Now, the left and the media have helped paint the GOP, in many cases unfairly, as a party strictly of the rich white man. They project this aura of intolerance, as if Mitt Romney and Paul Ryan were going to start arresting women for trying to get birth control pills and executing those who dared get an abortion.
That’s not what the GOP looks like, but honestly, there’s a reason their party identification seems to have stopped growing: as one analyst put it last night “They’re the Mad Men party in a Modern Family world.”
This was always going to be a beauty contest and Obama’s ideas were shinier and sparklier. As one conservative blogger put it the GOP, “fought an ideological battle when they were fighting an American Idol contest.”
I can’t blame Mitt Romney for his campaign because I thought he ran a good campaign, much better than McCain in 2008. If Mitt had the kind of working class cred that his running mate Paul Ryan had, I think this would have been a different election in a lot of ways.
But the Republican party can’t be the party of intransigence and out-dated worldviews. It was Lincoln who freed the slaves and Eisenhower who demanded that schools integrate. The Republican party is, historically, the party of tolerance and social change.
It was, for the last century, the party of the the intelligentsia, not Sarah Palin.
Low taxes is still a winning idea with the American people, so is limited government. That’s why you saw Mitt Romney time and again win on issues like the economy, deficit reduction, and the debt.
People trust Republicans when it comes to money, but when it comes to social change, that’s just not who the party is anymore, and if they have any hope of winning elections in the next decade, that needs to change.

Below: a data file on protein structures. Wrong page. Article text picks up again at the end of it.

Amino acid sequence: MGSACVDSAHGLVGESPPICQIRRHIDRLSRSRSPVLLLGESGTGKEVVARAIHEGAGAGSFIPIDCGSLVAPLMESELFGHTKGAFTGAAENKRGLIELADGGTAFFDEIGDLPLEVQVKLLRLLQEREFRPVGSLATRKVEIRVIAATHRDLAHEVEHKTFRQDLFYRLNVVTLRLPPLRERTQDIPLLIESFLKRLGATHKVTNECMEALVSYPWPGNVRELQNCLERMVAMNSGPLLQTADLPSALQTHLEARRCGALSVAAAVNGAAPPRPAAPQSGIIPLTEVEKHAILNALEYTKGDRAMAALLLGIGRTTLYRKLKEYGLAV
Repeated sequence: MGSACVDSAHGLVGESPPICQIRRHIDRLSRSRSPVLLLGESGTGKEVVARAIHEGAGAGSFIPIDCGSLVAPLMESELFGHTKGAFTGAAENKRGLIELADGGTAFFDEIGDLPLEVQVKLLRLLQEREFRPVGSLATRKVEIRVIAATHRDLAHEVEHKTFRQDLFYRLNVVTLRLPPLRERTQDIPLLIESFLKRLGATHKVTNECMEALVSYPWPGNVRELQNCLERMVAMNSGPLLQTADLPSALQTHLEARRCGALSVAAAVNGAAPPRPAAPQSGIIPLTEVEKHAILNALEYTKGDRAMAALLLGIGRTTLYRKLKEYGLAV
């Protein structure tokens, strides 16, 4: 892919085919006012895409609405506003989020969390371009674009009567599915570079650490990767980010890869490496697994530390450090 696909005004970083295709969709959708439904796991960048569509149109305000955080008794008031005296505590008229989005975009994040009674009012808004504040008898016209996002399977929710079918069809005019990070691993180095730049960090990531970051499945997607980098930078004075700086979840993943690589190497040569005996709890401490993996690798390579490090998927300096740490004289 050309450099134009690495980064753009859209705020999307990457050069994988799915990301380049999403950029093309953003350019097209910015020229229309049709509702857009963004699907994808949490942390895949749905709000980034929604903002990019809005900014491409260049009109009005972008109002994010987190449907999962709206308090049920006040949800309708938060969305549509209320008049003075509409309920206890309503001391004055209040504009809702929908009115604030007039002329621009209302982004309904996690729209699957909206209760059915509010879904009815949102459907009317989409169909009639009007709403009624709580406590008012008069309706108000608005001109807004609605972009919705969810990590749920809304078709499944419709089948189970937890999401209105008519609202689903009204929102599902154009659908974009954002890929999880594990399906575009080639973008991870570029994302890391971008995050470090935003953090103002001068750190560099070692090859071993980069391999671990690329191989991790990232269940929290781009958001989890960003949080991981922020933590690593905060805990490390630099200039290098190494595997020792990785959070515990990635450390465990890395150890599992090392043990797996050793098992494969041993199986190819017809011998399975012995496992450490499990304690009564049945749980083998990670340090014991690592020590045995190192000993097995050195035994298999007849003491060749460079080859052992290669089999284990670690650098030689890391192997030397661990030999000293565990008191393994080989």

I don’t mean just gay marriage. Entitlement reform, real reform that includes means testing and responsible spending. Education reform where every student, even those most impoverished, have a voice. Barack Obama and the Democratic party never speak of the poor or to the poor, only at them. The Republicans have an opportunity to be a voice of change in their lives, to lift up their spirits through the insistance that by making schools better and cracking down on criminals to make neighborhoods safer, they can have a better life.
Immigration reform has to be at the top of the list for Republicans, particularly a party with strong Latino leaders like Ted Cruz and Marco Rubio. The Hispanic vote is on a tee for the GOP because of their strong allegiance to their Catholic heritage and a commitment to hard work leading to personal prosperity.
It’s unthinkable to me that a party based on limited government, low taxes, and personal freedoms wouldn’t appeal to a culture of people who came to America hoping to work their way to a better life. They should want to keep what they worked so hard to create and not want the government taking from them.
To me, that is the silver lining of this election. Mitt Romney even with Paul Ryan was never my choice to lead a cultural revolution in America. But the GOP does have leaders whom I would gladly support, including Paul Ryan, but extending to men like the aforementioned Rubio, Cruz and a host of reformers like Scott Walker, Nikki Haley and Susana Martinez.
There are bright stars in the Republican party capable of tackling the challenges this country faces. The only question now is, how poorly equipped will America be to tackle those challenges after four more years of Obamanomics, ObamaCare, and Obama failures?
Luckily, we only have to wait two years to vote again and you can be sure the faces in the GOP will be different by then.